Mid and low elevation sites may buffer from climate change

The shifts in global climate could endanger many species of plants and animals over coming decades and a new paper by conservation biologists say the Klamath-Siskiyou region is among the most important half-dozen such regions in the world for protecting these species from extinction. The authors, who include Reed Noss, Professor of Conservation Biology at the University of Central Florida, note that many high elevation areas are already protected by wilderness designations.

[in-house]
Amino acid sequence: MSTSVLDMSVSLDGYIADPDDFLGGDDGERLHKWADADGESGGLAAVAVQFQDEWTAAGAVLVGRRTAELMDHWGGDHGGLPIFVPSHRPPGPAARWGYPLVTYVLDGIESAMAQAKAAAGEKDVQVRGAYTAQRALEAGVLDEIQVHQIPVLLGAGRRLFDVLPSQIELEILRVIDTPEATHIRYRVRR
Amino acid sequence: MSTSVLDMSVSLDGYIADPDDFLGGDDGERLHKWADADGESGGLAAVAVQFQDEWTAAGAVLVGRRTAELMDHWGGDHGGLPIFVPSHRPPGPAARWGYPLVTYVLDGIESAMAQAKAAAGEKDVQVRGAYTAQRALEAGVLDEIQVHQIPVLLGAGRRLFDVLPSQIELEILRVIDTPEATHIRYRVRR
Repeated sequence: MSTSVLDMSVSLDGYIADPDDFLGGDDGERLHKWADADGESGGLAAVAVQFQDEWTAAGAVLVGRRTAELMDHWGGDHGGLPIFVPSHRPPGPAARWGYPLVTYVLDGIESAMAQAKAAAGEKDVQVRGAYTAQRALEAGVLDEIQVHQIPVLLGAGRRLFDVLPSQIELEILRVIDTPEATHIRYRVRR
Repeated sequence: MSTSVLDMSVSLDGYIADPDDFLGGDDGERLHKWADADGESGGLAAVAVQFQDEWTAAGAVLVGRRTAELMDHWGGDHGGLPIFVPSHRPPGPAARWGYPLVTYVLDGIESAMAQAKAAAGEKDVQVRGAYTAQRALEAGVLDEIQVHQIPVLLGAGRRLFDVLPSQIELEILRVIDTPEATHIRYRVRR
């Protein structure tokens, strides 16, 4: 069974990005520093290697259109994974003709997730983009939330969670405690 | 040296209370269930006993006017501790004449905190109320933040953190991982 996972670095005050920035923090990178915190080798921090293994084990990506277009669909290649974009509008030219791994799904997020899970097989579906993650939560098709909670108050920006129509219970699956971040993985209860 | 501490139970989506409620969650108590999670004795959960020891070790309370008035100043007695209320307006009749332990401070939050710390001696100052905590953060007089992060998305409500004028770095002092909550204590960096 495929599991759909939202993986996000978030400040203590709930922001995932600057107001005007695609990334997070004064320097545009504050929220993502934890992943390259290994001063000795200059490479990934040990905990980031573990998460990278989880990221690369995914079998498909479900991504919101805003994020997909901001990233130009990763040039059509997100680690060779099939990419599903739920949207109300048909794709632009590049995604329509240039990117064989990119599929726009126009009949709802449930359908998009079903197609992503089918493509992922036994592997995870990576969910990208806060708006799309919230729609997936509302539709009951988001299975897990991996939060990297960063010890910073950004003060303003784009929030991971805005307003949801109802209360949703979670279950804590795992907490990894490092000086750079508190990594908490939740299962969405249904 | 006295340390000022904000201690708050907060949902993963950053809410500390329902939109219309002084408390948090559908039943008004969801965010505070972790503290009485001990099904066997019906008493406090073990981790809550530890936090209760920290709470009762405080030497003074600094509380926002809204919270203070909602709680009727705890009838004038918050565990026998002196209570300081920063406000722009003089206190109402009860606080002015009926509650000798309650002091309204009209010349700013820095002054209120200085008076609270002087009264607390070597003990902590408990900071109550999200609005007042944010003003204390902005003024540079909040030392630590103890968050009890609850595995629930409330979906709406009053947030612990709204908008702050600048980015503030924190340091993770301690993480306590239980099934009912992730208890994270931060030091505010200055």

These areas have been heavily fragmented and otherwise altered by more than a century of logging, mining, livestock grazing, dams and ill-considered patterns of fire management.

“Climate change, combined with habitat loss and fragmentation, is the greatest threat we face to nature,” Noss said. “This study shows that land managers can reduce impacts of climate change by protecting older forests in a region whose biological diversity has been recognized globally as among the top 10 coniferous forests on earth.”

Read more about the study here.


Comments are closed.